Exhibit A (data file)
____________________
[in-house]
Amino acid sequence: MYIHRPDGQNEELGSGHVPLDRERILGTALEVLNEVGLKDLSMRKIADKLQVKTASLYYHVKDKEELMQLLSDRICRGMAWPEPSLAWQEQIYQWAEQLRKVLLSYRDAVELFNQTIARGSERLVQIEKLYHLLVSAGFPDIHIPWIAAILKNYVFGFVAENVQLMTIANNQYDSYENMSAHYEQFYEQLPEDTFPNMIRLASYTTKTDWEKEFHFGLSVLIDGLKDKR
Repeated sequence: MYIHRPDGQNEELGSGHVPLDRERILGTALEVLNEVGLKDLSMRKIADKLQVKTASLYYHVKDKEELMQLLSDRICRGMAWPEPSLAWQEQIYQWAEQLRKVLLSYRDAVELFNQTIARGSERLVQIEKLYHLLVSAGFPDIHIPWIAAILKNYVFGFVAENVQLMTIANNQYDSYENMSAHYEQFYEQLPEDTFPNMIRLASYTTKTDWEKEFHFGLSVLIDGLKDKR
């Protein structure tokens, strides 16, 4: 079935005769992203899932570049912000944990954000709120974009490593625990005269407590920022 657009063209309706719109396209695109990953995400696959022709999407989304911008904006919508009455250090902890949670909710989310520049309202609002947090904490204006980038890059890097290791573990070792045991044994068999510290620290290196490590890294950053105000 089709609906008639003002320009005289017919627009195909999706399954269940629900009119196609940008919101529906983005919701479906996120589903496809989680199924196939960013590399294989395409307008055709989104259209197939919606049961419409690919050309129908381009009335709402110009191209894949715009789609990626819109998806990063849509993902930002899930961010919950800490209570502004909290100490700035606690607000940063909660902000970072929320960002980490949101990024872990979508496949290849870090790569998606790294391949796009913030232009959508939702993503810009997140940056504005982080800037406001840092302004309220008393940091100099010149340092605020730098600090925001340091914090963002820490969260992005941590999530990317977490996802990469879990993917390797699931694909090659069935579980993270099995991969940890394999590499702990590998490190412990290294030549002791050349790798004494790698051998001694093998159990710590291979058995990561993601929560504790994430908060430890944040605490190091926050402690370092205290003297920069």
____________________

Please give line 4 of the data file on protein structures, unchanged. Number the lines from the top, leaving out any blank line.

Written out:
């Protein structure tokens, strides 16, 4: 079935005769992203899932570049912000944990954000709120974009490593625990005269407590920022 657009063209309706719109396209695109990953995400696959022709999407989304911008904006919508009455250090902890949670909710989310520049309202609002947090904490204006980038890059890097290791573990070792045991044994068999510290620290290196490590890294950053105000 089709609906008639003002320009005289017919627009195909999706399954269940629900009119196609940008919101529906983005919701479906996120589903496809989680199924196939960013590399294989395409307008055709989104259209197939919606049961419409690919050309129908381009009335709402110009191209894949715009789609990626819109998806990063849509993902930002899930961010919950800490209570502004909290100490700035606690607000940063909660902000970072929320960002980490949101990024872990979508496949290849870090790569998606790294391949796009913030232009959508939702993503810009997140940056504005982080800037406001840092302004309220008393940091100099010149340092605020730098600090925001340091914090963002820490969260992005941590999530990317977490996802990469879990993917390797699931694909090659069935579980993270099995991969940890394999590499702990590998490190412990290294030549002791050349790798004494790698051998001694093998159990710590291979058995990561993601929560504790994430908060430890944040605490190091926050402690370092205290003297920069």